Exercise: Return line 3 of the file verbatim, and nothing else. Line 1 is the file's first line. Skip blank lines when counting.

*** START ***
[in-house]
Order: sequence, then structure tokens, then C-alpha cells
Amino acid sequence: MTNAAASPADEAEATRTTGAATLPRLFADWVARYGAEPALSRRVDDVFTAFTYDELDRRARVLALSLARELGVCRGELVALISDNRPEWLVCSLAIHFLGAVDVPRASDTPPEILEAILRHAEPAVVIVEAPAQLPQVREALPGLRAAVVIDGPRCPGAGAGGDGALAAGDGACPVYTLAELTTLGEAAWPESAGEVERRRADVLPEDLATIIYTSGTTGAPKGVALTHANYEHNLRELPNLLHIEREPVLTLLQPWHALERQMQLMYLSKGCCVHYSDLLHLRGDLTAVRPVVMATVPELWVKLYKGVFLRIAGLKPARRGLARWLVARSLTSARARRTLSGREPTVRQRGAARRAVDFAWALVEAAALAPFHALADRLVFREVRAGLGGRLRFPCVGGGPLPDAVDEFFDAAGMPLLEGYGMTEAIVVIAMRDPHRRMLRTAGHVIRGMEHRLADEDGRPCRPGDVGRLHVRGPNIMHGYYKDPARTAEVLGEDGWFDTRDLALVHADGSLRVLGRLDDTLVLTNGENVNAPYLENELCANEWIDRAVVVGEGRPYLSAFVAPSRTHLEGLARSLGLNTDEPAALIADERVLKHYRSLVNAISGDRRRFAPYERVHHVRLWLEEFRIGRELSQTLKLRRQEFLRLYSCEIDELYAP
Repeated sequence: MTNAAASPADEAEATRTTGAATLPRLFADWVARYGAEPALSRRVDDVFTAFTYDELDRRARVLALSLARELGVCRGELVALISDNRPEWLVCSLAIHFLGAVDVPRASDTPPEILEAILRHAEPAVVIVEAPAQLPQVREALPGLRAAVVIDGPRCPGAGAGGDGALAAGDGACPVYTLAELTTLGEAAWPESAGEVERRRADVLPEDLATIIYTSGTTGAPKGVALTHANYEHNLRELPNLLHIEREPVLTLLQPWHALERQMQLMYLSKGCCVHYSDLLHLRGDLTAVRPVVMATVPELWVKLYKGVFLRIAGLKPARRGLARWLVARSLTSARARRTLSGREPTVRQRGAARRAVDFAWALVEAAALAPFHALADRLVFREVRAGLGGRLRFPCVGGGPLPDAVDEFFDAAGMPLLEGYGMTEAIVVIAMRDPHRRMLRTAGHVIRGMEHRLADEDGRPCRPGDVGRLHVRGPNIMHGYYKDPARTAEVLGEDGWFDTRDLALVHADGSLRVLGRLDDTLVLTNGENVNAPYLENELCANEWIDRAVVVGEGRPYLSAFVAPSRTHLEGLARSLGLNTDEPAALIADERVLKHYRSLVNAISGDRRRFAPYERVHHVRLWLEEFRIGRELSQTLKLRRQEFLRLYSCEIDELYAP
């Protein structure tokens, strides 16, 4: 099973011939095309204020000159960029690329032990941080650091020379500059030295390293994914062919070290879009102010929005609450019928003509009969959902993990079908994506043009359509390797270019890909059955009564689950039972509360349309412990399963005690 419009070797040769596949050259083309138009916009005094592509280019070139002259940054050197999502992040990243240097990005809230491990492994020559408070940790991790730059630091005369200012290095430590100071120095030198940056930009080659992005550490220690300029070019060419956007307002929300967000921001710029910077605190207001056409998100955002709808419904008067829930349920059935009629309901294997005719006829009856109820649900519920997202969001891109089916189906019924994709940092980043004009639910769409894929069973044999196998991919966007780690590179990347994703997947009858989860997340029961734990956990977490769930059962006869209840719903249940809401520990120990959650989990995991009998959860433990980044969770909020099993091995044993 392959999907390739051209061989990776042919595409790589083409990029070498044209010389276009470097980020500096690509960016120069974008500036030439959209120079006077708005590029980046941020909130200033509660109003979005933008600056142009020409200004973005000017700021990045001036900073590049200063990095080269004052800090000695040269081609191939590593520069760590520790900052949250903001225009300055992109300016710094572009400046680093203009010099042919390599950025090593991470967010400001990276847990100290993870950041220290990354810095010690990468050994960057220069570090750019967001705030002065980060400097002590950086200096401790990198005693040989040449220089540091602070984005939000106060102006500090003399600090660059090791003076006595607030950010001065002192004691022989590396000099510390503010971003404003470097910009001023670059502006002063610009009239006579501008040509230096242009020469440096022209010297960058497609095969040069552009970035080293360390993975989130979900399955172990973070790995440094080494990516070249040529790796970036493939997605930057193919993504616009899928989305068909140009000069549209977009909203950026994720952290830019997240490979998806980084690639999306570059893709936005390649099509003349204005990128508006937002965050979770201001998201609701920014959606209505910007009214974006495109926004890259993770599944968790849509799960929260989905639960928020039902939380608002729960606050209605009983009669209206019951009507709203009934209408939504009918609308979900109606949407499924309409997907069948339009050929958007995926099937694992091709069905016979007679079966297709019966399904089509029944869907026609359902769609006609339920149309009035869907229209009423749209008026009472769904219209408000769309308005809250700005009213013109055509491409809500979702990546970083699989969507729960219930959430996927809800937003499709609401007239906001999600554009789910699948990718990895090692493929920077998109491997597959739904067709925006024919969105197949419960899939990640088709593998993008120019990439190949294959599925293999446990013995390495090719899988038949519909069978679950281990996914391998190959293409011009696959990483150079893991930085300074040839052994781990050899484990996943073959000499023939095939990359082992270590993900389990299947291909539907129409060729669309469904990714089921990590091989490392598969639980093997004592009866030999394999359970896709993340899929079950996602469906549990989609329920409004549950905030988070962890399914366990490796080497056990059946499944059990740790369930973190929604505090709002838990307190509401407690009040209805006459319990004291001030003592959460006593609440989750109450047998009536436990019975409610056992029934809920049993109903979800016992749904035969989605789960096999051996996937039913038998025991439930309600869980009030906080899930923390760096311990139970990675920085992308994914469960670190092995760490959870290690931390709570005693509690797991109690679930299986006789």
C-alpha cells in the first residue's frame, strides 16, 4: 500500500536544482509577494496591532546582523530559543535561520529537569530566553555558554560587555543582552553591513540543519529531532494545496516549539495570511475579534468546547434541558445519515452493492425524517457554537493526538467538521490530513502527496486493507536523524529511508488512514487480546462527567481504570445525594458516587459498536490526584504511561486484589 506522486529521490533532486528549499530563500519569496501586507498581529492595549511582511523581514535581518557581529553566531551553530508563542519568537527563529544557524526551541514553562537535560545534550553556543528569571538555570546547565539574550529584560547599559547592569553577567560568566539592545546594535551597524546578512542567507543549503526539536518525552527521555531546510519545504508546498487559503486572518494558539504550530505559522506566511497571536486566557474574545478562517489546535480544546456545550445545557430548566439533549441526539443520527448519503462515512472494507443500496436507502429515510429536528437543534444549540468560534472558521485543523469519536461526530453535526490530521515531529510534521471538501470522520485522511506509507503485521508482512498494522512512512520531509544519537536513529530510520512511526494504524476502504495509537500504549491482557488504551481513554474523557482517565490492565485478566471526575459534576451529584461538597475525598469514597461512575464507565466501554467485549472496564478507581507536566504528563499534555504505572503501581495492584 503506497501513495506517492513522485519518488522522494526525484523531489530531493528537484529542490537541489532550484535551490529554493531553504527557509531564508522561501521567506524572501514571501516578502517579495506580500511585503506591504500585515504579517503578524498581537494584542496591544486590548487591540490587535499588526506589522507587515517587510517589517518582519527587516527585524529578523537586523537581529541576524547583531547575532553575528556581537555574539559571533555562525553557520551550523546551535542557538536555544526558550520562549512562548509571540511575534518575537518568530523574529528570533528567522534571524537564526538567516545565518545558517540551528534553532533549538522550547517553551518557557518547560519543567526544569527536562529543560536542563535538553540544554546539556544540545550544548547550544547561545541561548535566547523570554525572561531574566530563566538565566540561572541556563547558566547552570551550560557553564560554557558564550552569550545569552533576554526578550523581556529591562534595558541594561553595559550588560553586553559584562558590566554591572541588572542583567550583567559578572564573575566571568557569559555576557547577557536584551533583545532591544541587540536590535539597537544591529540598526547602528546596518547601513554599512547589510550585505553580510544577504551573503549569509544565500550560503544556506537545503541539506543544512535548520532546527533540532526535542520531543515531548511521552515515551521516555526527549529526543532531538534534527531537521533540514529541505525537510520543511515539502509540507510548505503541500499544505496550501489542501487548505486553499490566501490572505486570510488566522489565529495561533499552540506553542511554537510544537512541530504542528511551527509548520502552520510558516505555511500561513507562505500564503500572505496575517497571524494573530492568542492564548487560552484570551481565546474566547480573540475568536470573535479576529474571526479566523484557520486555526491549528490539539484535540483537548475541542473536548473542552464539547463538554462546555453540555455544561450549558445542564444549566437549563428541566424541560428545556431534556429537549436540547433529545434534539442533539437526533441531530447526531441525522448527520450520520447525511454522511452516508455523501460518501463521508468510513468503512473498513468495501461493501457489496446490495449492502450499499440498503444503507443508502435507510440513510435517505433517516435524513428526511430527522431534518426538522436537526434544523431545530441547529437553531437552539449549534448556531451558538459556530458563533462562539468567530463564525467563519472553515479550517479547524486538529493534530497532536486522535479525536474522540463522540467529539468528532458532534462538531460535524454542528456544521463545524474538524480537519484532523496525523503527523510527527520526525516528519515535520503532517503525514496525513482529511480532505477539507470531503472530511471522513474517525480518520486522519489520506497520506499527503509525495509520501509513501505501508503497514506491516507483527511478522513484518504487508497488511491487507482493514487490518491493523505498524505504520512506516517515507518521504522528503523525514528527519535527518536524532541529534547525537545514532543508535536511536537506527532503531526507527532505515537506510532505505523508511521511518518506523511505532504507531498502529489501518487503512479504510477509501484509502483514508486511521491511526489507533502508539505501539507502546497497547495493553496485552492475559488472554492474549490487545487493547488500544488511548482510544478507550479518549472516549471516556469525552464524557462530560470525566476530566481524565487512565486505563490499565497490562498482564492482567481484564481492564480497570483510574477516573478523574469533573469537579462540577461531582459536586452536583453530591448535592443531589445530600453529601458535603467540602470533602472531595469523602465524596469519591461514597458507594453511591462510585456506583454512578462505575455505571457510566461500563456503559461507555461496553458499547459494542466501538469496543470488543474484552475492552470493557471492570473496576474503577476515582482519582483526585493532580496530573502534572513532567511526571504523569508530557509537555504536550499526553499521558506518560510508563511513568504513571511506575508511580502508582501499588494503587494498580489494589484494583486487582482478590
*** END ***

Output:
Amino acid sequence: MTNAAASPADEAEATRTTGAATLPRLFADWVARYGAEPALSRRVDDVFTAFTYDELDRRARVLALSLARELGVCRGELVALISDNRPEWLVCSLAIHFLGAVDVPRASDTPPEILEAILRHAEPAVVIVEAPAQLPQVREALPGLRAAVVIDGPRCPGAGAGGDGALAAGDGACPVYTLAELTTLGEAAWPESAGEVERRRADVLPEDLATIIYTSGTTGAPKGVALTHANYEHNLRELPNLLHIEREPVLTLLQPWHALERQMQLMYLSKGCCVHYSDLLHLRGDLTAVRPVVMATVPELWVKLYKGVFLRIAGLKPARRGLARWLVARSLTSARARRTLSGREPTVRQRGAARRAVDFAWALVEAAALAPFHALADRLVFREVRAGLGGRLRFPCVGGGPLPDAVDEFFDAAGMPLLEGYGMTEAIVVIAMRDPHRRMLRTAGHVIRGMEHRLADEDGRPCRPGDVGRLHVRGPNIMHGYYKDPARTAEVLGEDGWFDTRDLALVHADGSLRVLGRLDDTLVLTNGENVNAPYLENELCANEWIDRAVVVGEGRPYLSAFVAPSRTHLEGLARSLGLNTDEPAALIADERVLKHYRSLVNAISGDRRRFAPYERVHHVRLWLEEFRIGRELSQTLKLRRQEFLRLYSCEIDELYAP